Martial arts is not just about self-defense. With proper teaching and time, it also becomes an effective tool to develop social and life skills. Learning focus is one of the top reasons parents bring their children to our school.
I recall one of our students who needed a heavy dose of focus development. When his mom brought him in for his first lesson, this kid was off the wall. I don't mean that in a metaphorical sense. I mean literally, this kid was bouncing off everything and anything he could find: walls, pads, mirrors….
It was ok though. This is the kind of child that martial arts instructors specialize in teaching. His training taught him three things:
First, karate gave him an outlet to burn excess energy. Karate is great at keeping kids moving and allows them to channel their energy in a safe and appropriate way.
Next, he learned self-discipline. He learned the proper times and places to unleash his energy on the world (i.e., not on mirrors). He also learned when and how to control his mind and body so he could complete tasks.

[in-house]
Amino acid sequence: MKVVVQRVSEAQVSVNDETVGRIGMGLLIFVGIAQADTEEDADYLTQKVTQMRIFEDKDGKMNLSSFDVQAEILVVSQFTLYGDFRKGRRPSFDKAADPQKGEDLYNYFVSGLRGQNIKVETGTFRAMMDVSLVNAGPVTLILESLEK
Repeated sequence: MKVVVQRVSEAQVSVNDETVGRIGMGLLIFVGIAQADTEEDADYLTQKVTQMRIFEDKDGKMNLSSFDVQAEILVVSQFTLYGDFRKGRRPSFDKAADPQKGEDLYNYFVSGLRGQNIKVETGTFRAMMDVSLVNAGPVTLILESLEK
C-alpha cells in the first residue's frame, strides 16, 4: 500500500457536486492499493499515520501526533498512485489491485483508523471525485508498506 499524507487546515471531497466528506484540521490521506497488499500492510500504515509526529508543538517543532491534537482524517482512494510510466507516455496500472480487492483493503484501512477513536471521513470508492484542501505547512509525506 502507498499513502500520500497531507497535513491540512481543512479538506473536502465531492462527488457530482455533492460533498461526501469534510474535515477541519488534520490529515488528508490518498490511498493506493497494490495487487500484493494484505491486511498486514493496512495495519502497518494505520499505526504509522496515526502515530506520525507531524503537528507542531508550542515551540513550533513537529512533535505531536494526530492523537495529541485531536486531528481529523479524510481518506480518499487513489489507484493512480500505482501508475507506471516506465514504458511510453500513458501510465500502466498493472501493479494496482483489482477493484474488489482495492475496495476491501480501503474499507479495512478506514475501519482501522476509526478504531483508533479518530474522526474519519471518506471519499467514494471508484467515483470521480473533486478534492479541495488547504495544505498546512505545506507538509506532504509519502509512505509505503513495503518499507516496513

Lastly, his karate taught him how to set goals and achieve them. He learned methods and skills that kept him on task. And he learned ways to reclaim his focus whenever it might escape him.
Now, this all didn't happen overnight. It took time, and in addition to his own hard work, it took the patience and persistence of his parents, teachers, and role models. The results were phenomenal. He began to excel in school and sports, and later he graduated college with a Master’s degree. Today he teaches children with special needs, a task that not only requires focus on his part, but also requires him to impart the importance of focus on his students.
Bill Leith's training at Buzz Durkin's Karate School began in 1995. He's credited his martial arts training with improving his self-discipline, confidence, and fitness.